The Ethical Hijack report sets out the case for why the terms “local”, “seasonal” and “farmers’ market” should be defended from abuse by the food industry. It gives many examples of how these attractive descriptions have been hijacked by food companies and supermarkets to apply to products that do not have the ethical or environmental benefits that these were originally intended to support.
The food we eat is being transported further than ever, and there are increasing sales of a wide range of ready-prepared and exotic out-of-season produce. These trends are associated with all sorts of environmental and other problems.
On the positive side, there is growing consumer demand for more seasonal and local food. Two thirds of consumers say they are trying to buy more seasonally, and at least a quarter of visitors to restaurants specialising in ethnic cuisine want more healthy dishes featuring fresh, local ingredients. This is because local, seasonal food is seen by consumers as being fresher, tastier and more nutritious. As the National Consumer Council (NCC) has noted, “Seasonal food can offer better taste and be more affordable, while
local food can deliver freshness, reduce food miles, offer benefits to local farmers and communities and help reconnect consumers with where their food comes from.”
There are many social enterprises, businesses, manufacturers and caterers who are making efforts to use genuinely local and seasonal food. However, as the Ethical Hijack report sets out, their efforts are being undermined by the growing use of terms such as 'local' and 'seasonal' to market foods, often promoted with evocative imagery of local production, that we believe do not comply with these ethical and environmental credentials. We have found many examples of these terms used in ways that could be highly misleading to consumers – with examples from nearly all of the leading supermarkets in the UK. Illustrated examples in the Ethical Hijack report include products and promotions from Asda, the Co-op, Marks & Spencer, Sainsbury's, Somerfield, Spar, Tesco, Waitrose - as well as from food manufacturing brands such as Heinz, Innocent and Robinson's.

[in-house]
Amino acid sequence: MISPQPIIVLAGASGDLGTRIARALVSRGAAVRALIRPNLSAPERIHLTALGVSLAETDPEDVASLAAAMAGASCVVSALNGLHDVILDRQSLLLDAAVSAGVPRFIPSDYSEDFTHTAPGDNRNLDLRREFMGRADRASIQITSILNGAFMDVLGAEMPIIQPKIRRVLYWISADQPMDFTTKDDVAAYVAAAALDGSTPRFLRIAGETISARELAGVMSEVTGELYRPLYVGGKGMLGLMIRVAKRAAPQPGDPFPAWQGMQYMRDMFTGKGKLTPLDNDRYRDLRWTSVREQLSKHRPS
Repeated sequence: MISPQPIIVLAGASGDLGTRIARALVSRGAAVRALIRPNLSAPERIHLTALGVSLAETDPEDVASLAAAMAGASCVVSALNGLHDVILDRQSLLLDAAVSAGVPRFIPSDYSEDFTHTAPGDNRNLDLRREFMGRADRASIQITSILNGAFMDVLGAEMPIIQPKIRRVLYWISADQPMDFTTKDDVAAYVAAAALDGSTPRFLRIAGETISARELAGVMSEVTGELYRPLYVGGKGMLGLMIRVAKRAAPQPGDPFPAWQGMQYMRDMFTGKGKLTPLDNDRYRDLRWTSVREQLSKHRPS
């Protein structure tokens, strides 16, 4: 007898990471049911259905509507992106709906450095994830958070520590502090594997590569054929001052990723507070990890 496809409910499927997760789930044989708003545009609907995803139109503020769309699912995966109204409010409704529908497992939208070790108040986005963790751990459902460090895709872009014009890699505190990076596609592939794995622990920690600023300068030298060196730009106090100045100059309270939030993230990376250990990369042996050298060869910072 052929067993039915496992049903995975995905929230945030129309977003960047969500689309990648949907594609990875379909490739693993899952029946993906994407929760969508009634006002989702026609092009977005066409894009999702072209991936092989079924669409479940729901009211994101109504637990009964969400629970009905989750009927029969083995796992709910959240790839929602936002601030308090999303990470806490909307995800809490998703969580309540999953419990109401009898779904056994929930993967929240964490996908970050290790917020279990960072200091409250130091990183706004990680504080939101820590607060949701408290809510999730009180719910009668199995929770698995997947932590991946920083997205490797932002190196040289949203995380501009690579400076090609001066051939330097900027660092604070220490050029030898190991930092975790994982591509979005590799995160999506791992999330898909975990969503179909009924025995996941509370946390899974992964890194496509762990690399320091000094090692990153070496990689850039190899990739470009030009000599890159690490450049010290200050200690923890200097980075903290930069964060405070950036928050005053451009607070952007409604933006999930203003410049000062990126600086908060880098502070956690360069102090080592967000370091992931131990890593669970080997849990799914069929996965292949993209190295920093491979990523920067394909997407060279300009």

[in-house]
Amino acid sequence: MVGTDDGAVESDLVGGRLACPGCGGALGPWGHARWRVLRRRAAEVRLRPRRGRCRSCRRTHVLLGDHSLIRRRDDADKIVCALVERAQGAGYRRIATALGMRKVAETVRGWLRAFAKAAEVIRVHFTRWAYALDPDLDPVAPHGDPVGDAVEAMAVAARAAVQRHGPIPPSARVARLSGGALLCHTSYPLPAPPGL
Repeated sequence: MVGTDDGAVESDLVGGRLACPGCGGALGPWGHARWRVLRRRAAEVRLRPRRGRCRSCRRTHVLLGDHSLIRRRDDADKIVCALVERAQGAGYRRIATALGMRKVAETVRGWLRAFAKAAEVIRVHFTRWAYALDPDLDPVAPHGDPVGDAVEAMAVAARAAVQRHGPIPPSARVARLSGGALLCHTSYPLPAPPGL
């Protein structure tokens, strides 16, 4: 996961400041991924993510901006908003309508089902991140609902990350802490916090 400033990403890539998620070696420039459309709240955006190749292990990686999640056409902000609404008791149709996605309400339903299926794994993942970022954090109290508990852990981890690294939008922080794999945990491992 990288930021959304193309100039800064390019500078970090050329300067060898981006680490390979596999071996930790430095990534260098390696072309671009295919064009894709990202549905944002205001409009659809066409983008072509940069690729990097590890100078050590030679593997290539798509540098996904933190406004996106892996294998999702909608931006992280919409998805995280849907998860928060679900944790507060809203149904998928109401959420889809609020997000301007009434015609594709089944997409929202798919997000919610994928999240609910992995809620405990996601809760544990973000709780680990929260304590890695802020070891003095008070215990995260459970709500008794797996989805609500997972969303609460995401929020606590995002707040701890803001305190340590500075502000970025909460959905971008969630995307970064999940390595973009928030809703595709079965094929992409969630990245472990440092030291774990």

The report also features a case study of Heinz “Farmers’ Market” canned soups, launched in 2007 with a £1.6 million television advertising campaign – the kind of marketing budget that local farmers and farmers’ market organisers can only dream of. The range is called “Farmers’ Market”, although the label states that the product is only “inspired by farmers’ markets”, rather than sharing values of local or seasonal food, or being sold direct to consumers by the growers. The Ethical Hijack report identifies such marketing as a flagrant misuse of the term “farmers’ market” which, we believe, attributes qualities to the ingredients that they do not deserve.
We stand in real danger of descriptions such as ‘local’, ‘seasonal’ and ‘farmers’ market’ losing their value, and consumers losing their trust in ethical and environmental messages associated with food. This is likely to greatly reduce their ability to make better choices, undermining efforts to combat climate change and other environmental damage, and to support better incomes for farmers.
Ethical Hijack – introduction
What should happen next?
Let’s not wait 40 years!
Defending ‘local’ and ‘seasonal’
- Why are ‘local’ and ‘seasonal’ important?
- What are consumers advised to do?
- But what do consumers see when
- they buy sustainable food?
- Is it really local?
- Is it really seasonal?
- Examples of seasonality marketing
- Is it really from a farmers’ market?
- Appendix I: Principles of sustainable food
- Appendix II: Defining ‘local’
- Appendix III: Defining ‘seasonal’
- Appendix IV: Defining ‘Farmers’ Market’
- Appendix V: Links to further information
Ethical Hijack - defending local and seasonal food from misleading marketing by the food industry
26pp - 2008 | 1200Kb
1 Jan 2008
Labelling for sustainability
Labelling for sustainability: Sustain has worked on nutrition and sustainability labelling issues since the alliance was established in 1999.